Dr Ashanty Melo Rodriguez

Dr. Ashanty Melo Rodriguez completed her undergraduate degree in Clinical Biochemistry at the Universidad de las Americas Puebla, Mexico in 2012. Her final year project was entitled “Evaluation of the immunoreactivity of Ki-67 as indicator in brain tumours” under the supervision of Dr. Luz del Carmen Quiroz. The aim of this project was to evaluate if Ki-67 can be used to indicate the growth fraction of brain tumours in paediatric patients using immunohistochemistry.

Following completion of her undergraduate degree, she then went on to complete an internship in the Department of Pathology at the University Medical Center Groningen in The Netherlands, under the supervision of Prof. Wilfred F.A. den Dunnen. Her roll here was to study the effect of CHIPs on astrocytomas samples via immunohistochemistry. Ms. Rodriguez then moved to Trinity College Dublin to undertake the M.Sc. in Immunology. Her 3 month project focused on the cytokine output of macrophages in the absence of UCP3. The aim of this project was to measure TNFα, IL-1β, IL-10 production by ELISA, and to determine the effect of UCP3 in the oxygen consumption rate and extracellular acidification rate. This project was done under the supervision of Prof. Richard Porter in the Trinity Biomedical Science Institute.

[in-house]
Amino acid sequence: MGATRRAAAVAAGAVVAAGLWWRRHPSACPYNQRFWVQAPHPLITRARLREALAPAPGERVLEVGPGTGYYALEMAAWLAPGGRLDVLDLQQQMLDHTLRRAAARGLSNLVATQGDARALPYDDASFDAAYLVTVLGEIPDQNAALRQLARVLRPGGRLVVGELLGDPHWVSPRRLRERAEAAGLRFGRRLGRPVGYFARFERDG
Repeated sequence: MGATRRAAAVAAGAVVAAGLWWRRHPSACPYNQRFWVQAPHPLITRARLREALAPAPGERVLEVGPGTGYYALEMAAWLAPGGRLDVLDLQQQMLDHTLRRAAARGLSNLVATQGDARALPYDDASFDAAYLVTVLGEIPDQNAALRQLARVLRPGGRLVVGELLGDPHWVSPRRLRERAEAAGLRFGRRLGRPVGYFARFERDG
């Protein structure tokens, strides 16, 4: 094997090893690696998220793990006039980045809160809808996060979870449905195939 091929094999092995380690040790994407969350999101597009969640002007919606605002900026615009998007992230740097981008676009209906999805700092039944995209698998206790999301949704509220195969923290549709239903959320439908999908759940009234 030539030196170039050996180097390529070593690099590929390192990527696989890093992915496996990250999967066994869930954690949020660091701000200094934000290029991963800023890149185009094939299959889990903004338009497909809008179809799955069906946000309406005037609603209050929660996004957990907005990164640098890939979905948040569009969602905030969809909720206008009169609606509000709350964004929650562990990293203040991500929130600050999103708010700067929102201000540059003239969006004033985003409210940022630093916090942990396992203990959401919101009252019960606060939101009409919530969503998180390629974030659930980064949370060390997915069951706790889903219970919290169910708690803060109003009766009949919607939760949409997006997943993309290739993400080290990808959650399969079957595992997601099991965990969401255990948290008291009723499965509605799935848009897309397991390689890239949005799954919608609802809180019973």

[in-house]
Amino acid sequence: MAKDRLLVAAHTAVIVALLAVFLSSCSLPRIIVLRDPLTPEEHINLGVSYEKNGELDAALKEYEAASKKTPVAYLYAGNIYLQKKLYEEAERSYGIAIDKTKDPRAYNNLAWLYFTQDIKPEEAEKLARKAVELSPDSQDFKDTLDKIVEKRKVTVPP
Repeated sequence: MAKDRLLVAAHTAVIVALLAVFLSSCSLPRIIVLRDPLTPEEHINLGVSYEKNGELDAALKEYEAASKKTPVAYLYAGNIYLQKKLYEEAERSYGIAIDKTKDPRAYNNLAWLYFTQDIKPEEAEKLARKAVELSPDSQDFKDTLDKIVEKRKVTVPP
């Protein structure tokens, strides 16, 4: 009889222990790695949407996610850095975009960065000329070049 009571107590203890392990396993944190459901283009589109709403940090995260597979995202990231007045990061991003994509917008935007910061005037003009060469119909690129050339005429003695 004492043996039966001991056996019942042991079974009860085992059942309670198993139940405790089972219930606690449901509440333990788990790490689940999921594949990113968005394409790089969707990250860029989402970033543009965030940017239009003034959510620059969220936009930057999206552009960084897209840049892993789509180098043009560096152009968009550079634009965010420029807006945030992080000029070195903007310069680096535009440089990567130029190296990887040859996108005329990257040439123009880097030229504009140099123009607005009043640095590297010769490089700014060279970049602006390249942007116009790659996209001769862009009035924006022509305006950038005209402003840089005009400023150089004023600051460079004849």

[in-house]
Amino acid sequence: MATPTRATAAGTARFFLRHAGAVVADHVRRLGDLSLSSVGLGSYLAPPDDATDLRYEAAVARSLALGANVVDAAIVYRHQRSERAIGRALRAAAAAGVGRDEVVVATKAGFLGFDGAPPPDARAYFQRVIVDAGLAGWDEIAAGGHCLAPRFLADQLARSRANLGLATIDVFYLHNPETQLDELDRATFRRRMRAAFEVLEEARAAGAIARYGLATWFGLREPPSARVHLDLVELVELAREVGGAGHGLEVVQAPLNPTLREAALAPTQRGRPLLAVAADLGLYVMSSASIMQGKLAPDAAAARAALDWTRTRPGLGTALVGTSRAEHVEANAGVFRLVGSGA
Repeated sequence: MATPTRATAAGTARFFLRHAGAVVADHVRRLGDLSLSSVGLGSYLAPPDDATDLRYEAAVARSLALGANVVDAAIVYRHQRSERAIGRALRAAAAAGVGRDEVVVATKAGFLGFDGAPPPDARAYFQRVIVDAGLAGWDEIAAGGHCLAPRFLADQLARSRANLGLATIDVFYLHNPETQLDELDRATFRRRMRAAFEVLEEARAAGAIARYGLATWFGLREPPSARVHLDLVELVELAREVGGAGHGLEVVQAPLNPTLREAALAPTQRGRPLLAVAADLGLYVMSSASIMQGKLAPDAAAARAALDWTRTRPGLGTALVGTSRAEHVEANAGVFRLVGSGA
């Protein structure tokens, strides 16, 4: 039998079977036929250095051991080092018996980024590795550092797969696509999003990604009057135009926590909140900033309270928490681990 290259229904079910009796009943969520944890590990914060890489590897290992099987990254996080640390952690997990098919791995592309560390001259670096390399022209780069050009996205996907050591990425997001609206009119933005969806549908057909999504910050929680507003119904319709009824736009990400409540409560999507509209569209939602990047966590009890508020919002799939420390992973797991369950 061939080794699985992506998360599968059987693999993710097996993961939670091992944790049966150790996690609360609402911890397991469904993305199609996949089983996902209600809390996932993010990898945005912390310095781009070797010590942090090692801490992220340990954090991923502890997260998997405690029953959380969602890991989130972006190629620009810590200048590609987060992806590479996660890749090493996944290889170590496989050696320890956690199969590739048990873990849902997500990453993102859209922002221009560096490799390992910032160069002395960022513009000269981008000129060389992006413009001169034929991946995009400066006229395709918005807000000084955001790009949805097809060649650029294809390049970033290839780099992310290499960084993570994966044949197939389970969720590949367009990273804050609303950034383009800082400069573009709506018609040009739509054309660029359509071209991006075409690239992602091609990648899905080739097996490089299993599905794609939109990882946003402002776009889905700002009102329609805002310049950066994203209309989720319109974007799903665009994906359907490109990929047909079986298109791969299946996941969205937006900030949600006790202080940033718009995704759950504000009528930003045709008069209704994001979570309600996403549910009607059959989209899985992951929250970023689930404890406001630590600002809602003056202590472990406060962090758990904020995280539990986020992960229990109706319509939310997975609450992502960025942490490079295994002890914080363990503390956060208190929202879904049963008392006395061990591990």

Ashanty was then granted funding from the Government of Mexico to carry out a Ph.D. in the Department of Immunology, School of Medicine in Trinity College Dublin, under the supervision of Dr. Derek Doherty and Dr. Joanne Lysaght. Her Ph.D. project focused on the use of NKT cells as novel cellular based immunotherapies for oesophageal and gastric cancer patients. This project carried out detailed functional and phenotypic analysis of human NKT cells and importantly to determine the effect of different chemotherapy drugs and radiotherapy on the NKT -cell viability and function. She is currently a Posdoctoral researcher in Prof. Eleanor Molloy’s lab in the Dept of Paediatrics and Child Health, Trinity Translational Medicine Institute as part of a HRB grant. Her roll here is to study whether multiorgan dysfunction seen in neonates with neonatal encephalopathy  persists into early childhood and assess the degree of  multiorgan dysfunction following neonatal encephalopathy  in early childhood and to plan detailed followup.

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